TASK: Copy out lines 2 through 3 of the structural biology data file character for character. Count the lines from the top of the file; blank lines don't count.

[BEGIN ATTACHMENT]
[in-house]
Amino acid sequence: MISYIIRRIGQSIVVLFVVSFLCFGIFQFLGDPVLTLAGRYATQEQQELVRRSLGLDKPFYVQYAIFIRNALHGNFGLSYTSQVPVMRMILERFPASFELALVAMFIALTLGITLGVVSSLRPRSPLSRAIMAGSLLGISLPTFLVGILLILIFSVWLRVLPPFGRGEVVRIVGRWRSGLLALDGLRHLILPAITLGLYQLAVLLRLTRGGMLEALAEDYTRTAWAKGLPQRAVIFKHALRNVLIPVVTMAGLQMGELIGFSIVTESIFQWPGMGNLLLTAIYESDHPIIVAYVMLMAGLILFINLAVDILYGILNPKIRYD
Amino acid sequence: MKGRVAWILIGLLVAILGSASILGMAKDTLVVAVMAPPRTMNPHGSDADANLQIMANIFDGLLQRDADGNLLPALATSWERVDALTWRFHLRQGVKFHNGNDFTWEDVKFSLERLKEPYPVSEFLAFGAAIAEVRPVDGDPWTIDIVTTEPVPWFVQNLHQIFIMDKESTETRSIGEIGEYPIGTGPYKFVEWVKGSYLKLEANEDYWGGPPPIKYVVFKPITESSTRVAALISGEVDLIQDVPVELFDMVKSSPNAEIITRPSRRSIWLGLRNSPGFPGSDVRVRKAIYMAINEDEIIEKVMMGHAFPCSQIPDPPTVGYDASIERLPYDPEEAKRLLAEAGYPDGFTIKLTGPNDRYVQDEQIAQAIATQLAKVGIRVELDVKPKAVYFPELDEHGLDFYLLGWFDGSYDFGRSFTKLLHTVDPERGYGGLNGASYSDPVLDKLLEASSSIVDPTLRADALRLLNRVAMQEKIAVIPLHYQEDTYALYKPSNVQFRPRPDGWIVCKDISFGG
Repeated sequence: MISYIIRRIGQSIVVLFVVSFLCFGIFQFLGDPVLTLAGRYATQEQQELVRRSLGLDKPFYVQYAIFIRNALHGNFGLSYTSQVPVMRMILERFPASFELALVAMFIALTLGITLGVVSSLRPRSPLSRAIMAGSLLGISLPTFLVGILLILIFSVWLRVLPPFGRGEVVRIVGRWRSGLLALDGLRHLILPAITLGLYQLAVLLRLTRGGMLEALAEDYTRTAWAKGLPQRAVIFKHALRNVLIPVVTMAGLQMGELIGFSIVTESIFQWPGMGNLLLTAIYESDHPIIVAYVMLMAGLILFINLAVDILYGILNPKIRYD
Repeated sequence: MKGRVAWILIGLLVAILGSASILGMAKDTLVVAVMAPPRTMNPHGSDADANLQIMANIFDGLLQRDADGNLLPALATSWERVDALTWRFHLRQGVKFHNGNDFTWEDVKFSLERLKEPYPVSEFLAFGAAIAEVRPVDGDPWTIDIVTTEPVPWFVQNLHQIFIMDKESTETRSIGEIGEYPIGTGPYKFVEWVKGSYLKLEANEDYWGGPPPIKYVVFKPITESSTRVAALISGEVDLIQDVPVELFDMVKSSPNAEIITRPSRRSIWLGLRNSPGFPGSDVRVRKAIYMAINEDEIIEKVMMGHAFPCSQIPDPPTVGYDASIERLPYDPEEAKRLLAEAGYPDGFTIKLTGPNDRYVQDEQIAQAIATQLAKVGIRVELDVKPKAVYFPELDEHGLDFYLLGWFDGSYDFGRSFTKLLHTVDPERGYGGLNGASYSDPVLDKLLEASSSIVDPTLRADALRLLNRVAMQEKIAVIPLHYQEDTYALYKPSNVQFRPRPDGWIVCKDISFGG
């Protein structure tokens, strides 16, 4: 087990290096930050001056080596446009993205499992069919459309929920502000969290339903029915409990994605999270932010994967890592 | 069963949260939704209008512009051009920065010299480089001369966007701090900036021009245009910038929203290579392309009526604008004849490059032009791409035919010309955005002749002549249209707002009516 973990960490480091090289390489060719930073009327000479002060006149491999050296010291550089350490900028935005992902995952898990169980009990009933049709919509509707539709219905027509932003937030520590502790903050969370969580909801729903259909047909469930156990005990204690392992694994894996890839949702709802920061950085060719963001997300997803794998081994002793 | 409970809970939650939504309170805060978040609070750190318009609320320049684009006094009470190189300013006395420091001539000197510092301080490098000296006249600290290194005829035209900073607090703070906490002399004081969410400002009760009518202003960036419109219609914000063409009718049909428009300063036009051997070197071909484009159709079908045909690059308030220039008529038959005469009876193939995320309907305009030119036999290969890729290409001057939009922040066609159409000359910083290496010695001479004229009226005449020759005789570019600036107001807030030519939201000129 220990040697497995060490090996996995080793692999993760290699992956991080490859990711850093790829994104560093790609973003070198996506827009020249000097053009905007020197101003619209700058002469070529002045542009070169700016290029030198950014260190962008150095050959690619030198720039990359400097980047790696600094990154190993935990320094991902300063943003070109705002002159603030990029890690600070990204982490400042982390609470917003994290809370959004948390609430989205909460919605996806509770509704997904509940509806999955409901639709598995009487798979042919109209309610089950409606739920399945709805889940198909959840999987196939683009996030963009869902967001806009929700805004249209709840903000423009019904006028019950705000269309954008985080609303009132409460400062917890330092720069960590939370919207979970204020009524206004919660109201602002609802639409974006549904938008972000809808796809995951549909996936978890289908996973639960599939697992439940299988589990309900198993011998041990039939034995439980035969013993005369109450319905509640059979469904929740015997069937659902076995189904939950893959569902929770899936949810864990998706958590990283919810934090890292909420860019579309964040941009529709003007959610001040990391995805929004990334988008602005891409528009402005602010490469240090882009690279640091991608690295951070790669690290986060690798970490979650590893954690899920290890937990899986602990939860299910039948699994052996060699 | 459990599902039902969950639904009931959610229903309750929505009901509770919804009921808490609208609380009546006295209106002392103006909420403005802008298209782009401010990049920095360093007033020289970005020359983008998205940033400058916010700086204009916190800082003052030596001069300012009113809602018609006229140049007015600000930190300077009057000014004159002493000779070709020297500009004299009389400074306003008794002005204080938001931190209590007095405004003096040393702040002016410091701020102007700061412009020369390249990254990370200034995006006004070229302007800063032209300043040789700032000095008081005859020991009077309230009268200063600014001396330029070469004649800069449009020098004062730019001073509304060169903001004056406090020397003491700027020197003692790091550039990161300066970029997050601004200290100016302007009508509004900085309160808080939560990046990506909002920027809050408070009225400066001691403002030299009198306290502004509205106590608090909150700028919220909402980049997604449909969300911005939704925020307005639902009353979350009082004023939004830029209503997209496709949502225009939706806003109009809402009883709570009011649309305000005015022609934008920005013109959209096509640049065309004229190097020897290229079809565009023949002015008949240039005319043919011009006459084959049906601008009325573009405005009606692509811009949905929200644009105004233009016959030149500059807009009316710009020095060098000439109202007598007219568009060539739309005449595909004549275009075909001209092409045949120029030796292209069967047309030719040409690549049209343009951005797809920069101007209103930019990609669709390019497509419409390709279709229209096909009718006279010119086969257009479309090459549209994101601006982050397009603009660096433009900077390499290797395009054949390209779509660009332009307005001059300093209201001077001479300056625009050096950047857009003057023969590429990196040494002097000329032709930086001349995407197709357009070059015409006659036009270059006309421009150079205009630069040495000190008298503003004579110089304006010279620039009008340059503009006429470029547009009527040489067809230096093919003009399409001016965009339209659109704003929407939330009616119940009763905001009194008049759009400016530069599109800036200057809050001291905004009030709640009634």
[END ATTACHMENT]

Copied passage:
Amino acid sequence: MISYIIRRIGQSIVVLFVVSFLCFGIFQFLGDPVLTLAGRYATQEQQELVRRSLGLDKPFYVQYAIFIRNALHGNFGLSYTSQVPVMRMILERFPASFELALVAMFIALTLGITLGVVSSLRPRSPLSRAIMAGSLLGISLPTFLVGILLILIFSVWLRVLPPFGRGEVVRIVGRWRSGLLALDGLRHLILPAITLGLYQLAVLLRLTRGGMLEALAEDYTRTAWAKGLPQRAVIFKHALRNVLIPVVTMAGLQMGELIGFSIVTESIFQWPGMGNLLLTAIYESDHPIIVAYVMLMAGLILFINLAVDILYGILNPKIRYD
Amino acid sequence: MKGRVAWILIGLLVAILGSASILGMAKDTLVVAVMAPPRTMNPHGSDADANLQIMANIFDGLLQRDADGNLLPALATSWERVDALTWRFHLRQGVKFHNGNDFTWEDVKFSLERLKEPYPVSEFLAFGAAIAEVRPVDGDPWTIDIVTTEPVPWFVQNLHQIFIMDKESTETRSIGEIGEYPIGTGPYKFVEWVKGSYLKLEANEDYWGGPPPIKYVVFKPITESSTRVAALISGEVDLIQDVPVELFDMVKSSPNAEIITRPSRRSIWLGLRNSPGFPGSDVRVRKAIYMAINEDEIIEKVMMGHAFPCSQIPDPPTVGYDASIERLPYDPEEAKRLLAEAGYPDGFTIKLTGPNDRYVQDEQIAQAIATQLAKVGIRVELDVKPKAVYFPELDEHGLDFYLLGWFDGSYDFGRSFTKLLHTVDPERGYGGLNGASYSDPVLDKLLEASSSIVDPTLRADALRLLNRVAMQEKIAVIPLHYQEDTYALYKPSNVQFRPRPDGWIVCKDISFGG